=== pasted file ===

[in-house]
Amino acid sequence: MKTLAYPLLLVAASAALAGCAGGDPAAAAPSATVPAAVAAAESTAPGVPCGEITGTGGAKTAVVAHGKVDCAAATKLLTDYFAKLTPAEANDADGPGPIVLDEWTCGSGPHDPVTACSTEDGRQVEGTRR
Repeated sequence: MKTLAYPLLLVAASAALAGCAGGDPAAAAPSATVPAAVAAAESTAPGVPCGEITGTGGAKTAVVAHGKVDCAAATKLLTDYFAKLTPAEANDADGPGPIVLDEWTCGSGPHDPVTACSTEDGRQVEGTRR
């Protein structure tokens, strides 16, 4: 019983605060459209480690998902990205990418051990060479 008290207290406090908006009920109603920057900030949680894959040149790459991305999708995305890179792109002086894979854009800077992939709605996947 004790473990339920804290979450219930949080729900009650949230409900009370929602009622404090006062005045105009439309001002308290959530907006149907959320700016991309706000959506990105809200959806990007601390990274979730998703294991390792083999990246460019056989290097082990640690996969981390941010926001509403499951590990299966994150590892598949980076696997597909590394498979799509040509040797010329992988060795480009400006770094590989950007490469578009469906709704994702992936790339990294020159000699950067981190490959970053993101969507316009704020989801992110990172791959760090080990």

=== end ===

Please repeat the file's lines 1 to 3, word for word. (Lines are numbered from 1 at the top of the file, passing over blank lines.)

[in-house]
Amino acid sequence: MKTLAYPLLLVAASAALAGCAGGDPAAAAPSATVPAAVAAAESTAPGVPCGEITGTGGAKTAVVAHGKVDCAAATKLLTDYFAKLTPAEANDADGPGPIVLDEWTCGSGPHDPVTACSTEDGRQVEGTRR
Repeated sequence: MKTLAYPLLLVAASAALAGCAGGDPAAAAPSATVPAAVAAAESTAPGVPCGEITGTGGAKTAVVAHGKVDCAAATKLLTDYFAKLTPAEANDADGPGPIVLDEWTCGSGPHDPVTACSTEDGRQVEGTRR